Dear Daisy Dog
Our physically handicapped son has a service dog, Luke. Last year, an ophthalmologist examined Luke’s eyes at no charge, as part of a national service dog program. Do you know if the program will be repeated this year?
Yes, it will. In May, more than 160 board-certified veterinary ophthalmologists in the U.S. and Canada will donate their time to conduct complimentary eye examinations on active service dogs.
To qualify, the dog must be formally trained or certified -– or in training -– to assist the handicapped, guide visually impaired people, detect drugs or explosives, assist police officers, aid fire fighters or search for lost people. Certified therapy dogs also qualify.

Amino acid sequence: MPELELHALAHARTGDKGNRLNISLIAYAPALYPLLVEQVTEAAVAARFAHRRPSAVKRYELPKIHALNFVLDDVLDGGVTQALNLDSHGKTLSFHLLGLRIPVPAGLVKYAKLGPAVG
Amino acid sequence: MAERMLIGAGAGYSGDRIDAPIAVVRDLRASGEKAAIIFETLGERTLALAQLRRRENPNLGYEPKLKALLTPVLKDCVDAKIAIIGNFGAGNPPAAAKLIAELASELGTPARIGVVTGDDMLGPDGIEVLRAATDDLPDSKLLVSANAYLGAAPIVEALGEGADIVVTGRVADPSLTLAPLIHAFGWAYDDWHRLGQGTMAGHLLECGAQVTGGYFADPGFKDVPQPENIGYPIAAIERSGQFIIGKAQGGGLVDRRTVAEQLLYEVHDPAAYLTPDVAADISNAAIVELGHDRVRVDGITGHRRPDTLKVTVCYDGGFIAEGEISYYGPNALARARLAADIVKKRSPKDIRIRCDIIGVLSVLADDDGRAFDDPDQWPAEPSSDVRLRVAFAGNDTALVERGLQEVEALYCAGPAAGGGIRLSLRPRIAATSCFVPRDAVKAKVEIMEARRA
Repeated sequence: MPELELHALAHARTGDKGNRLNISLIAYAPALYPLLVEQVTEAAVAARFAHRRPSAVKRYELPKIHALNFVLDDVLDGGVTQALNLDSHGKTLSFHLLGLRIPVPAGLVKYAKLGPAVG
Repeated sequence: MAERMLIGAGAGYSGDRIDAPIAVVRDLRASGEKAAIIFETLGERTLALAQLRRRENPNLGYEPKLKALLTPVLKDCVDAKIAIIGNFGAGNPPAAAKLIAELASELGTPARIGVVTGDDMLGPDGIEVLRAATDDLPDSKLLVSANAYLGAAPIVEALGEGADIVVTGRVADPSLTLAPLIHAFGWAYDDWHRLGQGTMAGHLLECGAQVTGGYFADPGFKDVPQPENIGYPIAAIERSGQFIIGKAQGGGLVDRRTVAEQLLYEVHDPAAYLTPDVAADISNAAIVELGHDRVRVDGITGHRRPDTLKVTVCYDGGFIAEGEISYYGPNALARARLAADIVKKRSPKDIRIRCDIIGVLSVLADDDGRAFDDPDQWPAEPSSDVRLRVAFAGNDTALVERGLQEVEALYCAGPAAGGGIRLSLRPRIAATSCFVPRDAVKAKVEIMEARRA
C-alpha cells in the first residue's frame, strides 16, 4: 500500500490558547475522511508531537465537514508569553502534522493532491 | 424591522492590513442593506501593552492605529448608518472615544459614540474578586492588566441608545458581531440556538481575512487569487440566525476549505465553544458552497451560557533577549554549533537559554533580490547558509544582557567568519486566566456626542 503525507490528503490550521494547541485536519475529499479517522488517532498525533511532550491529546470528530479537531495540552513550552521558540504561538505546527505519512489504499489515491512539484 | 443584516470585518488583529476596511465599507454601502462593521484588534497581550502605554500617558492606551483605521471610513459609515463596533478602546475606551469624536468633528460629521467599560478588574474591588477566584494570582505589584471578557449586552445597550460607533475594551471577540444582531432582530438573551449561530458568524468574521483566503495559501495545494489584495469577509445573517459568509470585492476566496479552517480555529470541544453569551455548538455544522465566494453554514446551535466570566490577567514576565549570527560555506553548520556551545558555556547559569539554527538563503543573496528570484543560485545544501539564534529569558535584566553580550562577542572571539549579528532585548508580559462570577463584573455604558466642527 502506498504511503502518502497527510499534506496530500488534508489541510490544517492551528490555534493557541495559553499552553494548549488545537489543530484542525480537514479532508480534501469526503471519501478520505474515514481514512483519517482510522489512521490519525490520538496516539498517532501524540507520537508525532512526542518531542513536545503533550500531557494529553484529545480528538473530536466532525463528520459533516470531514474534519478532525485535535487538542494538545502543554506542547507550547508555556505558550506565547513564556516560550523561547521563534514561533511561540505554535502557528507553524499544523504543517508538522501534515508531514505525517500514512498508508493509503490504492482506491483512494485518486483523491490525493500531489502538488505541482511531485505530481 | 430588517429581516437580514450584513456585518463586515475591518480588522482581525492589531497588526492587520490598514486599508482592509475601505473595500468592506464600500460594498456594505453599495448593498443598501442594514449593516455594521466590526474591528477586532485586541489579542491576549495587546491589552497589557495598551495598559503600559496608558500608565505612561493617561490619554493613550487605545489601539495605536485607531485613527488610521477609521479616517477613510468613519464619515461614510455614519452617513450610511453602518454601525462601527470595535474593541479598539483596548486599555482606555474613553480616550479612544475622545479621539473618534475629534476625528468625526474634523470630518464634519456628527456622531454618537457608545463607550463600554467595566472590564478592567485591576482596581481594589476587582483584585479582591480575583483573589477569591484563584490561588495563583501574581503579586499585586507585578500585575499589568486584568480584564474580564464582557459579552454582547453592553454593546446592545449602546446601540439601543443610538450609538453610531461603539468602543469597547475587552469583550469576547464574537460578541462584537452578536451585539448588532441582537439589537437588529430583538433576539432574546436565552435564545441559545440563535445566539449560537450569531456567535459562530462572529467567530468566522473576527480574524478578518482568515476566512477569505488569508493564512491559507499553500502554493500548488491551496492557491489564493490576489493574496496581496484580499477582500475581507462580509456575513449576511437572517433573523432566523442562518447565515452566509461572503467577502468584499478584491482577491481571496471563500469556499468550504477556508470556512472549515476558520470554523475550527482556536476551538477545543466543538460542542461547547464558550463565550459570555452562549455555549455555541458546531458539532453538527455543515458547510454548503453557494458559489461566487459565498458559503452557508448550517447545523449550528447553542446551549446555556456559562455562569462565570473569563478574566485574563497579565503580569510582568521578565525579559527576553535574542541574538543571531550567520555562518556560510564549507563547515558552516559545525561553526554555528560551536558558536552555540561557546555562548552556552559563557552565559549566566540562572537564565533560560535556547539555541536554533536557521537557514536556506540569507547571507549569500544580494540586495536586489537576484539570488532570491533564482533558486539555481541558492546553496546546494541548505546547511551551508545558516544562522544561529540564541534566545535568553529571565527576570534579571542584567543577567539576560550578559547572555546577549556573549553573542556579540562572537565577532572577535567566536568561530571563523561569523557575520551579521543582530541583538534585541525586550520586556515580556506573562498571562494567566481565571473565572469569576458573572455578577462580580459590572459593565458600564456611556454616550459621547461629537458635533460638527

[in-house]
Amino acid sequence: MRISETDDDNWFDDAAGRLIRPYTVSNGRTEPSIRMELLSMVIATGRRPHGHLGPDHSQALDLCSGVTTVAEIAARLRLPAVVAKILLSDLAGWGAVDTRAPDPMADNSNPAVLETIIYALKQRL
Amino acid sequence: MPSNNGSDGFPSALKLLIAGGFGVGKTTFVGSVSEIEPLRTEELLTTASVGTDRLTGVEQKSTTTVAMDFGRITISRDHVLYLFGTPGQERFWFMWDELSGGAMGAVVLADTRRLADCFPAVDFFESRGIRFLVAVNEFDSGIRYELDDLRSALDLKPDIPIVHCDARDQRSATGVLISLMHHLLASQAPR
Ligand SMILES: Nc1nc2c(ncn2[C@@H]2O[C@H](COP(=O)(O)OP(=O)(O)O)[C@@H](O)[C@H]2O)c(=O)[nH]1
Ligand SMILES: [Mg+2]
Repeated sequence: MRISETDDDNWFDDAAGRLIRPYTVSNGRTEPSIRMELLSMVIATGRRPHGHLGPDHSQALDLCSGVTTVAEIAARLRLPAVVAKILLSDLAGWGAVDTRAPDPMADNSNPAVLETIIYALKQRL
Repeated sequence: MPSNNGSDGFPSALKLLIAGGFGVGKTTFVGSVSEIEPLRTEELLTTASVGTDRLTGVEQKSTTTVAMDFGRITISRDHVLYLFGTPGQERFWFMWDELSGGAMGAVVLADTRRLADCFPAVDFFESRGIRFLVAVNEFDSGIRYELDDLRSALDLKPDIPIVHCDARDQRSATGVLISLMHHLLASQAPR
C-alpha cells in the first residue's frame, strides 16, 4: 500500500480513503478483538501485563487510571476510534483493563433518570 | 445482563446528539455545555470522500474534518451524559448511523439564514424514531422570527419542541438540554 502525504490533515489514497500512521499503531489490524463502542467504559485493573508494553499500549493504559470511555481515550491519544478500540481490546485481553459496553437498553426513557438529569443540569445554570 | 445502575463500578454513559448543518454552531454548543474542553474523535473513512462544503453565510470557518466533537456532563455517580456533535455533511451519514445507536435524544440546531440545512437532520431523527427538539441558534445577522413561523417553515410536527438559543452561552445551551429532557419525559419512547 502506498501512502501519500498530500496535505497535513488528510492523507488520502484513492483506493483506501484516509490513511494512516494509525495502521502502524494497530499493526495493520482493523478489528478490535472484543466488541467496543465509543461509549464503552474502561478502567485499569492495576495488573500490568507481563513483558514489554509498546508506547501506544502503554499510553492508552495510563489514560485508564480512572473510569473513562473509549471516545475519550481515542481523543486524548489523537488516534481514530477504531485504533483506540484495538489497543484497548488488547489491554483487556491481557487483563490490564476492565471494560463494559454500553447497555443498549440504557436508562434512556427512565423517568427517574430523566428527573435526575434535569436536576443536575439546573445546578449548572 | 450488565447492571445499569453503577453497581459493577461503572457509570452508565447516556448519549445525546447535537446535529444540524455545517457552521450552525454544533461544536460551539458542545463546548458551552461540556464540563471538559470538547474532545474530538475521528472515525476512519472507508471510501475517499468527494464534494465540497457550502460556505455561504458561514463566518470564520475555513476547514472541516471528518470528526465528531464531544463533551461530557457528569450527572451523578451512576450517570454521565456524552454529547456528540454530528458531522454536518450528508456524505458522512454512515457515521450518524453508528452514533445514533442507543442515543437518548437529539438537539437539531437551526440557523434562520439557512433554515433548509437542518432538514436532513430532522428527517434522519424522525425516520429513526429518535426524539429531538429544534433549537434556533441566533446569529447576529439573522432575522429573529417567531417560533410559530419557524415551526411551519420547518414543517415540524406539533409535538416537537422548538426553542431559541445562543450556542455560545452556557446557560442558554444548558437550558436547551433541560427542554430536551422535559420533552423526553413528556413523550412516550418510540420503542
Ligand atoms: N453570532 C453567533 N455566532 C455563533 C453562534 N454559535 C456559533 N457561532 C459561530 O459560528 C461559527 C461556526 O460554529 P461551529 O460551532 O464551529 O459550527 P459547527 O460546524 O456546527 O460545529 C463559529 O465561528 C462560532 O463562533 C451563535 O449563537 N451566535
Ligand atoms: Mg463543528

The National Service Dog Eye Exam is sponsored by the American College of Veterinary Ophthalmology (ACVO), Merial and other veterinary organizations. Last year, more than 1600 dogs were checked.
For this year’s exam, register Luke between April 1 and May 16 at www.acvoeyeexam.org. During registration, ACVO will direct you to a participating veterinary ophthalmologist near you.
The specialist will screen Luke for eye problems that might affect his vision, such as cataracts, retinal abnormalities or even an eyelash rubbing against the surface of his eye. I hope that, like most active service dogs, Luke has healthy eyes.
The results of all the service dog eye exams conducted over the years will be compiled to determine whether particular working dogs’ activities present risks to their eyes.